The Life and Letters of William Cowper, Esq: With Remarks on Epistolary Writers, Volume 3

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J. Johnson and Company, 1812

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Page 50 - Oh! while along the stream of Time thy name Expanded flies, and gathers all its fame, Say, shall my little bark attendant sail, Pursue the triumph, and partake the gale?
Page 229 - Next, Camus, reverend sire, went footing slow, His mantle hairy, and his bonnet sedge, Inwrought with figures dim, and on the edge Like to that sanguine flower inscribed with woe.
Page 75 - The rest in order to the top. For 'tis a truth well known to most, That whatsoever thing is lost, We seek it, ere it come to light, In every cranny but the right.
Page 435 - Implored your highness' pardon and set forth A deep repentance: nothing in his life Became him like the leaving it; he died As one that had been studied in his death, To throw away the dearest thing he owed As 'twere a careless trifle.
Page 89 - ... you have chosen. What remains is in your own power. They say of poets that they must be born such : so must mathematicians, so must great generals, and so must lawyers, and so indeed must men of all denominations, or it is not possible that they should excel. But with whatever faculties we are born, and to -whatever studies our genius may direct us, studies they must still be.- I am persuaded that Milton did not write his Paradise Lost, nor Homer his Iliad, nor Newton his Principia, without immense...
Page 79 - Alas! sir, I have heretofore borrowed help from him; but he is a gentleman of so much reading that the people of our town cannot understand him.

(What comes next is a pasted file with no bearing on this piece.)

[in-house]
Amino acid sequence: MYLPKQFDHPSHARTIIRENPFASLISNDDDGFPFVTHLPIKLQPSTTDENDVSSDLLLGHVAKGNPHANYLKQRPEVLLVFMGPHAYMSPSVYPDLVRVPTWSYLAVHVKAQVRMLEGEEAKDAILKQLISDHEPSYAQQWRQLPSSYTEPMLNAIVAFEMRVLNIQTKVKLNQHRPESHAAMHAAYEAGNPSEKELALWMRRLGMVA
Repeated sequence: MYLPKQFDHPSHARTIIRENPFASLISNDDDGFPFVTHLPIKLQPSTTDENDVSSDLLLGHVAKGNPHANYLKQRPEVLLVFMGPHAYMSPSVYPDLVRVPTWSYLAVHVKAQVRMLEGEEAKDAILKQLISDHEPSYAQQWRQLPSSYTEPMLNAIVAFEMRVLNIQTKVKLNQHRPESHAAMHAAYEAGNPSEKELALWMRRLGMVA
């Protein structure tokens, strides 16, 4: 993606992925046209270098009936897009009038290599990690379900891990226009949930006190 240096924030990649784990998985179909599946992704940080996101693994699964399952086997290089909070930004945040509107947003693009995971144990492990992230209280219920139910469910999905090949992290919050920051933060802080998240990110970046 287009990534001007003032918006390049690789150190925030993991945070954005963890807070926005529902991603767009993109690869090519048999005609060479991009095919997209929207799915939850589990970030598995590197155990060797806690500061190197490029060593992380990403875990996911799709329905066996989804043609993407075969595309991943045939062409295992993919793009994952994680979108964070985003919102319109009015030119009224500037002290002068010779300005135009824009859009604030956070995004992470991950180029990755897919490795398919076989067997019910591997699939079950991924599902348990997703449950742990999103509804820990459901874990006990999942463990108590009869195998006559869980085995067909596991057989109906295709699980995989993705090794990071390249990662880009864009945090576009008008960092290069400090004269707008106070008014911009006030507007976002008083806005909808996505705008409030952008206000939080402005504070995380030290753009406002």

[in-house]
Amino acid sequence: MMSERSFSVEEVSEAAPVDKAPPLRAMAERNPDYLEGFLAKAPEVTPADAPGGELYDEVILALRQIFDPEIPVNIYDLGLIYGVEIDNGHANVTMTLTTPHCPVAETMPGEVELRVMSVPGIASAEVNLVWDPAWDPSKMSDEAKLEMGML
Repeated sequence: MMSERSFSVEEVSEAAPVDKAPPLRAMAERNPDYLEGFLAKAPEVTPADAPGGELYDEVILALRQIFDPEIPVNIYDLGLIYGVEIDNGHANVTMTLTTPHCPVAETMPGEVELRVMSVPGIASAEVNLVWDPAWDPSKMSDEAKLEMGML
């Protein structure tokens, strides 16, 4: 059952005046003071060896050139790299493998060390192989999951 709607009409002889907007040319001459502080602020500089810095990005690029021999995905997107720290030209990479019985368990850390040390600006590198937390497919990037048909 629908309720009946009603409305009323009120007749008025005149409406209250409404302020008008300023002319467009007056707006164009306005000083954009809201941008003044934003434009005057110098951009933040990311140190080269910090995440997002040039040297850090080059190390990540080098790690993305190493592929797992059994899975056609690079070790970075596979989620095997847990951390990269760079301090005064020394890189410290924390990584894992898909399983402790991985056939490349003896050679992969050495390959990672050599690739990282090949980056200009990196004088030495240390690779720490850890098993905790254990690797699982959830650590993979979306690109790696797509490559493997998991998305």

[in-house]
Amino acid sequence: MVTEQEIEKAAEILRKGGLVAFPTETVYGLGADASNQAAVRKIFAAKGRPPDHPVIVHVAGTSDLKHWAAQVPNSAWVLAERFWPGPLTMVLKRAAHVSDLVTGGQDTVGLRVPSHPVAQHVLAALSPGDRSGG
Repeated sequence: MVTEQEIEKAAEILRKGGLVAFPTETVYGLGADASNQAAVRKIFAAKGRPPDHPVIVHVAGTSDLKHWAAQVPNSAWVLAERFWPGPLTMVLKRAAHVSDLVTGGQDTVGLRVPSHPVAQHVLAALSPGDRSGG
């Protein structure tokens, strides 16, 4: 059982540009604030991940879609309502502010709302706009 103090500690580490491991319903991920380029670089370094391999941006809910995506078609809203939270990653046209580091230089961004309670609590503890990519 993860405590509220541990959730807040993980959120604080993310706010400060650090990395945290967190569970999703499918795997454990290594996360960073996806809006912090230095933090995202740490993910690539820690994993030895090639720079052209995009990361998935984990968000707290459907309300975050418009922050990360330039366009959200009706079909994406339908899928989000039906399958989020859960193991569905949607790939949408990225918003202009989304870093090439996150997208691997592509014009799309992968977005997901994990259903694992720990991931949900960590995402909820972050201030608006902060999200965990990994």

Page 435 - ... person at the point of death, we cannot forbear being attentive to every thing he says or does, because we are sure that some time or other we shall ourselves be in the same melancholy circumstances. The general, the statesman, or the philosopher, are perhaps characters which we may never act in, but the dying man is one whom, sooner or later, we shall certainly resemble.
Page 57 - Burns' poems, and have read them twice ; and, though they be written in a language that is new to me, and many of them on subjects much inferior to the author's ability, I think them on the whole a very extraordinary production.
Page 135 - Thus it appears, that my poetical adventure has succeeded to my wish, and I write to him by this post, on purpose to inform him, that the somebody in question is myself.
Page 26 - Flemish pencil, those bold and daring strokes of fancy, those numbers so hazardously ventured upon, and so happily finished, the matter so compressed, and yet so clear, and the colouring so sparingly laid on, and yet with such a beautiful effect?

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